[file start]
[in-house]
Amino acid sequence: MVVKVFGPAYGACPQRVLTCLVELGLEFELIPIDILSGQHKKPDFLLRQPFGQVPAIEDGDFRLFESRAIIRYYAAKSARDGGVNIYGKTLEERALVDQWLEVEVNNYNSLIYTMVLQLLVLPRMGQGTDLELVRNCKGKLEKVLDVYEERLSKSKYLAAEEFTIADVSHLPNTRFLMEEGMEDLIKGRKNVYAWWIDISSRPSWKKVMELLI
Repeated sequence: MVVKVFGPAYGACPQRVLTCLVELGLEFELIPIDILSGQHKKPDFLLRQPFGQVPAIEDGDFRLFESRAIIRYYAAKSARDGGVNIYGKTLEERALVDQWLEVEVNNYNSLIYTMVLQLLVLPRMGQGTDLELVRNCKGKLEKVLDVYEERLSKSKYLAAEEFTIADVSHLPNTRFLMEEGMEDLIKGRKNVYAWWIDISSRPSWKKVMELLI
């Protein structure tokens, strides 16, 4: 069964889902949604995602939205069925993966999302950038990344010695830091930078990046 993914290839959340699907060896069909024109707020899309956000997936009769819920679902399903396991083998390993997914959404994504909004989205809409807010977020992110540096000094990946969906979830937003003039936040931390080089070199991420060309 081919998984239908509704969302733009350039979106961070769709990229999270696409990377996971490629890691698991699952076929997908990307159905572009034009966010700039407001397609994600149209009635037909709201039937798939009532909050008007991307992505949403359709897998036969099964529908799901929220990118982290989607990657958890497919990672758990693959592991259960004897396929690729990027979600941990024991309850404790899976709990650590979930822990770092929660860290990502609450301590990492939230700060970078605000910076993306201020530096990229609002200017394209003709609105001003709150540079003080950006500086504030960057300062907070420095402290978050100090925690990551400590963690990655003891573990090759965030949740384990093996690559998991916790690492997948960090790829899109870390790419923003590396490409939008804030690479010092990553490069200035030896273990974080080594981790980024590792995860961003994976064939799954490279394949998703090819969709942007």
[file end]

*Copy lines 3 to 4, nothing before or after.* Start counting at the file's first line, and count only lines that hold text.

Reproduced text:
Repeated sequence: MVVKVFGPAYGACPQRVLTCLVELGLEFELIPIDILSGQHKKPDFLLRQPFGQVPAIEDGDFRLFESRAIIRYYAAKSARDGGVNIYGKTLEERALVDQWLEVEVNNYNSLIYTMVLQLLVLPRMGQGTDLELVRNCKGKLEKVLDVYEERLSKSKYLAAEEFTIADVSHLPNTRFLMEEGMEDLIKGRKNVYAWWIDISSRPSWKKVMELLI
């Protein structure tokens, strides 16, 4: 069964889902949604995602939205069925993966999302950038990344010695830091930078990046 993914290839959340699907060896069909024109707020899309956000997936009769819920679902399903396991083998390993997914959404994504909004989205809409807010977020992110540096000094990946969906979830937003003039936040931390080089070199991420060309 081919998984239908509704969302733009350039979106961070769709990229999270696409990377996971490629890691698991699952076929997908990307159905572009034009966010700039407001397609994600149209009635037909709201039937798939009532909050008007991307992505949403359709897998036969099964529908799901929220990118982290989607990657958890497919990672758990693959592991259960004897396929690729990027979600941990024991309850404790899976709990650590979930822990770092929660860290990502609450301590990492939230700060970078605000910076993306201020530096990229609002200017394209003709609105001003709150540079003080950006500086504030960057300062907070420095402290978050100090925690990551400590963690990655003891573990090759965030949740384990093996690559998991916790690492997948960090790829899109870390790419923003590396490409939008804030690479010092990553490069200035030896273990974080080594981790980024590792995860961003994976064939799954490279394949998703090819969709942007």